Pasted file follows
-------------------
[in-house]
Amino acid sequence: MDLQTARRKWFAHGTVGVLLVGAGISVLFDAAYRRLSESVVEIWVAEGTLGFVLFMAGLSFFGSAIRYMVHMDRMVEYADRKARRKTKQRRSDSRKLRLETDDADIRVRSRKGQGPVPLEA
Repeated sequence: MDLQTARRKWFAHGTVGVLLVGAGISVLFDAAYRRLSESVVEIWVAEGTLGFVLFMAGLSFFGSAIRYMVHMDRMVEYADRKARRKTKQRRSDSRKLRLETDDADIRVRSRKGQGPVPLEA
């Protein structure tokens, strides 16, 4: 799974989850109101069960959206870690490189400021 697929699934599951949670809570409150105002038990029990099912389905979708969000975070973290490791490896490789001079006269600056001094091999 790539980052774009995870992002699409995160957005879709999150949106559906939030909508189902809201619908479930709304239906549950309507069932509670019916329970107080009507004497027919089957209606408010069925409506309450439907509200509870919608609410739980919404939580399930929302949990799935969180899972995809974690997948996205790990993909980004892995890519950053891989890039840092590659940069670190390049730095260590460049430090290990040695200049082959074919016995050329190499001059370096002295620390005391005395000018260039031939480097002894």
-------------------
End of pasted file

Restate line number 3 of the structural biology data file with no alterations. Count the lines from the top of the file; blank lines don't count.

Repeated sequence: MDLQTARRKWFAHGTVGVLLVGAGISVLFDAAYRRLSESVVEIWVAEGTLGFVLFMAGLSFFGSAIRYMVHMDRMVEYADRKARRKTKQRRSDSRKLRLETDDADIRVRSRKGQGPVPLEA